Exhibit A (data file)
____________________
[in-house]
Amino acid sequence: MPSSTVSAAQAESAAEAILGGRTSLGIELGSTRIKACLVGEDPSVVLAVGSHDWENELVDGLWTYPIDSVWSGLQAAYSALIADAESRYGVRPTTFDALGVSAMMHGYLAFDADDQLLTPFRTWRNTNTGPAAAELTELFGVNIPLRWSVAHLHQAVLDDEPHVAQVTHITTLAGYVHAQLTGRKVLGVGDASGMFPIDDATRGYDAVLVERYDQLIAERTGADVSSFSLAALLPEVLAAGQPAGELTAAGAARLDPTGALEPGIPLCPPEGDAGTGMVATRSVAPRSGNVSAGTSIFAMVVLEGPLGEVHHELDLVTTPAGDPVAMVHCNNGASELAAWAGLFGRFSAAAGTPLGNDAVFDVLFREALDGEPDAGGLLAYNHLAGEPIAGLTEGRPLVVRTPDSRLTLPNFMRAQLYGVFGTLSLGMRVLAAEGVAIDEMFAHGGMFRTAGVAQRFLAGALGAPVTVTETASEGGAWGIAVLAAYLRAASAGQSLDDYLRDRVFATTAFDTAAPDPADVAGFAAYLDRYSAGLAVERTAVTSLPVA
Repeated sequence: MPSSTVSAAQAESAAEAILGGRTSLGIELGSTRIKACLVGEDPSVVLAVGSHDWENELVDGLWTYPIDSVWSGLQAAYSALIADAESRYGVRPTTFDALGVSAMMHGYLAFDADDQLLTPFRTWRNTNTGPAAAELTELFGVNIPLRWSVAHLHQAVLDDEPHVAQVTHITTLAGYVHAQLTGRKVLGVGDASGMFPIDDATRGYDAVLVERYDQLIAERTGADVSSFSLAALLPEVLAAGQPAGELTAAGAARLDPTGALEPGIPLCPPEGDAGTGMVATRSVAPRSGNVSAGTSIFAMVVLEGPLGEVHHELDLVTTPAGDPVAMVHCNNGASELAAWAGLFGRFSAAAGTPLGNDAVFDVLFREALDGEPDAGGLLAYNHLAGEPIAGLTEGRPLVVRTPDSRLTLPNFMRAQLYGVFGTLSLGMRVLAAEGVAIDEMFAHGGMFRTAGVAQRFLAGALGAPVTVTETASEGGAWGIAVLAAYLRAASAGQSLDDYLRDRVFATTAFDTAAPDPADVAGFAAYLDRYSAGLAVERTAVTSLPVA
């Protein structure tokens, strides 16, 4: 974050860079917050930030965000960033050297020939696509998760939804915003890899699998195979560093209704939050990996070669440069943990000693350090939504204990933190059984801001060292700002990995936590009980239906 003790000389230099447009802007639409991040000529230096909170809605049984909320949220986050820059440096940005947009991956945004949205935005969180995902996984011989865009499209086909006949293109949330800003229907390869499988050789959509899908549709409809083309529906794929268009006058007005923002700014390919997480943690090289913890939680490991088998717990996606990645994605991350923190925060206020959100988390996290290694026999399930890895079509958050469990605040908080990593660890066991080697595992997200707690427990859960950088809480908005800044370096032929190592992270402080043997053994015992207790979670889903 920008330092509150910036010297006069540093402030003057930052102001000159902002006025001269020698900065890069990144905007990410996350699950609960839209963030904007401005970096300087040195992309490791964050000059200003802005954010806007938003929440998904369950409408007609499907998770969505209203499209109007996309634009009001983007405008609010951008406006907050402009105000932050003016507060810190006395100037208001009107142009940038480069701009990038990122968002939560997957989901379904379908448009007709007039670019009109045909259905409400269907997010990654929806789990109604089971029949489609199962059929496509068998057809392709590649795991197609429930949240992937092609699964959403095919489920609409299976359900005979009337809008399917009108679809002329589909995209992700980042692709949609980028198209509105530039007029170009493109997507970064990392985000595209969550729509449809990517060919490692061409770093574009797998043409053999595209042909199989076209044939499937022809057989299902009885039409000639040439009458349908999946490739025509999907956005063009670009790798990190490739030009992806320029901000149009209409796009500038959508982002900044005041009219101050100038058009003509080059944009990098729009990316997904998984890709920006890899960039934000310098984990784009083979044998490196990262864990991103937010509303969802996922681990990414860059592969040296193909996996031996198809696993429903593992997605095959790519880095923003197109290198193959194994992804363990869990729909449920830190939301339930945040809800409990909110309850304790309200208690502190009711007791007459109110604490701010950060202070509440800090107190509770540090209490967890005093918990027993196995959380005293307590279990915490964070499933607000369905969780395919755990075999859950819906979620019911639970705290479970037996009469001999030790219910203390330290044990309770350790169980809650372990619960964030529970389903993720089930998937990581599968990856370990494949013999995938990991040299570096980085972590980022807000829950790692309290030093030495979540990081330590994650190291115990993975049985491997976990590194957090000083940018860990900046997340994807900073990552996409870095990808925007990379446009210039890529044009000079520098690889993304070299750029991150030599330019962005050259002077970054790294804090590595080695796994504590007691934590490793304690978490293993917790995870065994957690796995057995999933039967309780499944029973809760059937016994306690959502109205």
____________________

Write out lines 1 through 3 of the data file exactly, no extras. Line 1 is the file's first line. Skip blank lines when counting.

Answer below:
[in-house]
Amino acid sequence: MPSSTVSAAQAESAAEAILGGRTSLGIELGSTRIKACLVGEDPSVVLAVGSHDWENELVDGLWTYPIDSVWSGLQAAYSALIADAESRYGVRPTTFDALGVSAMMHGYLAFDADDQLLTPFRTWRNTNTGPAAAELTELFGVNIPLRWSVAHLHQAVLDDEPHVAQVTHITTLAGYVHAQLTGRKVLGVGDASGMFPIDDATRGYDAVLVERYDQLIAERTGADVSSFSLAALLPEVLAAGQPAGELTAAGAARLDPTGALEPGIPLCPPEGDAGTGMVATRSVAPRSGNVSAGTSIFAMVVLEGPLGEVHHELDLVTTPAGDPVAMVHCNNGASELAAWAGLFGRFSAAAGTPLGNDAVFDVLFREALDGEPDAGGLLAYNHLAGEPIAGLTEGRPLVVRTPDSRLTLPNFMRAQLYGVFGTLSLGMRVLAAEGVAIDEMFAHGGMFRTAGVAQRFLAGALGAPVTVTETASEGGAWGIAVLAAYLRAASAGQSLDDYLRDRVFATTAFDTAAPDPADVAGFAAYLDRYSAGLAVERTAVTSLPVA
Repeated sequence: MPSSTVSAAQAESAAEAILGGRTSLGIELGSTRIKACLVGEDPSVVLAVGSHDWENELVDGLWTYPIDSVWSGLQAAYSALIADAESRYGVRPTTFDALGVSAMMHGYLAFDADDQLLTPFRTWRNTNTGPAAAELTELFGVNIPLRWSVAHLHQAVLDDEPHVAQVTHITTLAGYVHAQLTGRKVLGVGDASGMFPIDDATRGYDAVLVERYDQLIAERTGADVSSFSLAALLPEVLAAGQPAGELTAAGAARLDPTGALEPGIPLCPPEGDAGTGMVATRSVAPRSGNVSAGTSIFAMVVLEGPLGEVHHELDLVTTPAGDPVAMVHCNNGASELAAWAGLFGRFSAAAGTPLGNDAVFDVLFREALDGEPDAGGLLAYNHLAGEPIAGLTEGRPLVVRTPDSRLTLPNFMRAQLYGVFGTLSLGMRVLAAEGVAIDEMFAHGGMFRTAGVAQRFLAGALGAPVTVTETASEGGAWGIAVLAAYLRAASAGQSLDDYLRDRVFATTAFDTAAPDPADVAGFAAYLDRYSAGLAVERTAVTSLPVA